My last job was doing application programming with a bit of web design for a software company. I left that job, and now have a job offer from a larger software company to do web design.

I love application programming and web design is not my ideal job, however the company did say it's possible (but not guaranteed) that in the near future they may give me work in application programming as well.

I am trying to determine if I should take the web-design job based on what they have said. Is it a good idea to take a related, but not ideal job in hopes of moving onto my ideal job? And can you suggest any questions I could ask the company to help me make this decision?


3 Answers 3


There are always times in life where things turn to the unexpected. People miss career opporunities by unfortunate turns of events, whereas some make random moves without much deliberation - but in the end success is not always determined the very first day you move.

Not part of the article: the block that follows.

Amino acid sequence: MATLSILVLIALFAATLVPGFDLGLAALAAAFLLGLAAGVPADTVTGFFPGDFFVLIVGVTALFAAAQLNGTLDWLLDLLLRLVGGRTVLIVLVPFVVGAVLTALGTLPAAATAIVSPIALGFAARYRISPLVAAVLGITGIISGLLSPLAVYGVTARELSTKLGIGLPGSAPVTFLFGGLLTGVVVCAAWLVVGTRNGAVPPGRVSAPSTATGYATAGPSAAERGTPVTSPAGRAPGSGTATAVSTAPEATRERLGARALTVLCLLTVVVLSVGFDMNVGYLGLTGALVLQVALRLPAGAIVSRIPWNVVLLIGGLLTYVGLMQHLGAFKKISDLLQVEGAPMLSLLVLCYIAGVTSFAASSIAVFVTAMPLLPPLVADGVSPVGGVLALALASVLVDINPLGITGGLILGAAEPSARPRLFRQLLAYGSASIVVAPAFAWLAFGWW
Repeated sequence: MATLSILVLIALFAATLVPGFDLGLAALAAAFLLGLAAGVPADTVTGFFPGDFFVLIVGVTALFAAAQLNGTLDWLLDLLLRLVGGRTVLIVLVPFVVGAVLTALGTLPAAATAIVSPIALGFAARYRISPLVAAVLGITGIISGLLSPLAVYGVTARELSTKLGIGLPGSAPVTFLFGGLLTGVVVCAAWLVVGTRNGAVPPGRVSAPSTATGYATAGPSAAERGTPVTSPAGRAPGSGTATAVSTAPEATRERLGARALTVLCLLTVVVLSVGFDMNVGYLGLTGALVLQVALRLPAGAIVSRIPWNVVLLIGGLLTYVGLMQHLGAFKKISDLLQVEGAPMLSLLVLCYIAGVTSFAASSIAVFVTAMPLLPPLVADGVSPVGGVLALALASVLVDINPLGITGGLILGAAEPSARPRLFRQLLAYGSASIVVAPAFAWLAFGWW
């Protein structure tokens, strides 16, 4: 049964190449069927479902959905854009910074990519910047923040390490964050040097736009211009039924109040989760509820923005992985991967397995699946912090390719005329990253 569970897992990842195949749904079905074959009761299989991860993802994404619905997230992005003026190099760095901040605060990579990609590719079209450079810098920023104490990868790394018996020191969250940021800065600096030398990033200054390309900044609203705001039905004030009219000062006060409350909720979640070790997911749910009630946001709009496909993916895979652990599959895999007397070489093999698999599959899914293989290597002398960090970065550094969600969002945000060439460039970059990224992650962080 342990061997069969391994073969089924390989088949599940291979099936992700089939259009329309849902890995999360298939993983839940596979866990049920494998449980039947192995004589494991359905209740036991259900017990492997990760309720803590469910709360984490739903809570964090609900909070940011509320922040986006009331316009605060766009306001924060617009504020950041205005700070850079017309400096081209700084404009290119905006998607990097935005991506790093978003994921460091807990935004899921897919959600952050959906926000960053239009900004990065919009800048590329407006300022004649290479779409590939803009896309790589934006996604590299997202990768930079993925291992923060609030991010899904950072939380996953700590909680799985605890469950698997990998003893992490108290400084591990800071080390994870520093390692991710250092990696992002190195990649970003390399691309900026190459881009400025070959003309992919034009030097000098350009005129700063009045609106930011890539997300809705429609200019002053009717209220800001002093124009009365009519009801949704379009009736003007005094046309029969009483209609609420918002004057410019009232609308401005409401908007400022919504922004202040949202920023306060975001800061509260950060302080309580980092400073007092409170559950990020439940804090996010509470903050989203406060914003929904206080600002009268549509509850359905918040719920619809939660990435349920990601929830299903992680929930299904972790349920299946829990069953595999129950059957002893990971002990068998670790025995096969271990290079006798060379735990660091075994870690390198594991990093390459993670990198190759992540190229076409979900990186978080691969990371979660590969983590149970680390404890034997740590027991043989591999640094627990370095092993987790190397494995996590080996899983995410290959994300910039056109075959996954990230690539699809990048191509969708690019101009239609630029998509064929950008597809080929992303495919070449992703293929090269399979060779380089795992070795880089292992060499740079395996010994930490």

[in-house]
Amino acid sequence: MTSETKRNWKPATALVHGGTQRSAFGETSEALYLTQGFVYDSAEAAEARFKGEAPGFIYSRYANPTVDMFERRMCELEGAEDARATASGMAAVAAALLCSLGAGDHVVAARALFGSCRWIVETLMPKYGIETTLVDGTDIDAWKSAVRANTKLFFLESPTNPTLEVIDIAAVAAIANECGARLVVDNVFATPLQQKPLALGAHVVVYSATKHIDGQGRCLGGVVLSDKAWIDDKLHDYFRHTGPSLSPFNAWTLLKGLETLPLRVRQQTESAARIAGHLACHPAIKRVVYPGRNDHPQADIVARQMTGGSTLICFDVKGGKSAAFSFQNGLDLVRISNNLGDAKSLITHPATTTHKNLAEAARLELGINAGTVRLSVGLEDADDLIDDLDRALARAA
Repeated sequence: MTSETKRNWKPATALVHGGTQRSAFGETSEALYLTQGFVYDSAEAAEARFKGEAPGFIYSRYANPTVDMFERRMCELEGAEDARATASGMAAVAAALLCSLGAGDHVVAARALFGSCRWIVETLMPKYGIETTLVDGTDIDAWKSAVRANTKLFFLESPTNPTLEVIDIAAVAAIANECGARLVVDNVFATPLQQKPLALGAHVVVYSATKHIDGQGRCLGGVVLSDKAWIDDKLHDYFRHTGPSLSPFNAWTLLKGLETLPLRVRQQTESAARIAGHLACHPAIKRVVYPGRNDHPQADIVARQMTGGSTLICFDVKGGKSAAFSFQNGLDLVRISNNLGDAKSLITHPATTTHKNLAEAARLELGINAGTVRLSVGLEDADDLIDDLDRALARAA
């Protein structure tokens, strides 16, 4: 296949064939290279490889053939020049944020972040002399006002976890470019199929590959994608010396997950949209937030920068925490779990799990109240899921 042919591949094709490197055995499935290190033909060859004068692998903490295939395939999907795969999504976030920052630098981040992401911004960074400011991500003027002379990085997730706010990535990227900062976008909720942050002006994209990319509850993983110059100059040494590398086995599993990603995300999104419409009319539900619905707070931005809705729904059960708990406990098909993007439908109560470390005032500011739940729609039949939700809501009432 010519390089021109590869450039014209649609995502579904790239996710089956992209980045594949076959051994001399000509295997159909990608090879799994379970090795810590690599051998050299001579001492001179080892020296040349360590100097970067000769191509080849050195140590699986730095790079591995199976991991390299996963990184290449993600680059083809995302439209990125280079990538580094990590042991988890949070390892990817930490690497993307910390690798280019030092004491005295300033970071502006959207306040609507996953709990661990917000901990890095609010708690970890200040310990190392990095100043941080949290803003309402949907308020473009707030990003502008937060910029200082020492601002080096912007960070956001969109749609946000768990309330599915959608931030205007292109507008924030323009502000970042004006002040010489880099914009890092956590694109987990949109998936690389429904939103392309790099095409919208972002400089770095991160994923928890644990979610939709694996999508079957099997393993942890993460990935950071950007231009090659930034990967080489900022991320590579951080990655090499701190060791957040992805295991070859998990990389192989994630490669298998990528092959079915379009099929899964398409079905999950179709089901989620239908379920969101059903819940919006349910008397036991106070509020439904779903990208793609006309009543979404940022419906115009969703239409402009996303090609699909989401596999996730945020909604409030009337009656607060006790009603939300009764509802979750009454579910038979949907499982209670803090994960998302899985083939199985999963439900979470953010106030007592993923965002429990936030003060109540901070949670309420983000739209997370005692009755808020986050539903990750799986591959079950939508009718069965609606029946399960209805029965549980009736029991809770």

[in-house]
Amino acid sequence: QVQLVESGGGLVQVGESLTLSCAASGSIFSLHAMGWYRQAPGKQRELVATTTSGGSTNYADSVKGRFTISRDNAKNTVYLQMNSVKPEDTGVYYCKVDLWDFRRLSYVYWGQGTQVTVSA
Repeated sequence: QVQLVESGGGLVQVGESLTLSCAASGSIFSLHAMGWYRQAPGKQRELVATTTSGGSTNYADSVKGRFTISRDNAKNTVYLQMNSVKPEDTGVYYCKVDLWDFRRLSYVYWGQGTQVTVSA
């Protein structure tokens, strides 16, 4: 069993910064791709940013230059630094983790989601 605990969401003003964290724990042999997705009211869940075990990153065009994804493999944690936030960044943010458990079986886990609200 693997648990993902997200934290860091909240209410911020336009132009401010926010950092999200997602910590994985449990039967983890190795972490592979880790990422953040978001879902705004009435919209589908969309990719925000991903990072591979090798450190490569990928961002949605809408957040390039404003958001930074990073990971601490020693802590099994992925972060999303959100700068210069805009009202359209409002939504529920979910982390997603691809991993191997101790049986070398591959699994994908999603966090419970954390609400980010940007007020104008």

From what I understand, you love coding, but it may also be the case (what I see) that right now it is critical to take an available job, given that it would be urgent to your situation. So, I think the choice can be this-vs-that in terms of responsibilities, as much as now-vs-too-late in terms of urgency of taking a job. This is indeed tough to judge, but as I said, whatever you choose, you're not stuck with that decision forever. It will takes several decisions over a long period to determine the direction in which your career ultimately travels.

Different professions have their own values and outlooks. In judging professions you should not do it as "this thing is better than that other thing." All paths have their own traits -pros and cons - and all need some talent and a lot of hard work to grow. While you are hesitant, you should ask - is it that you don't want to do this at all, or is it isn't a perfect fit and you'd rather do coding?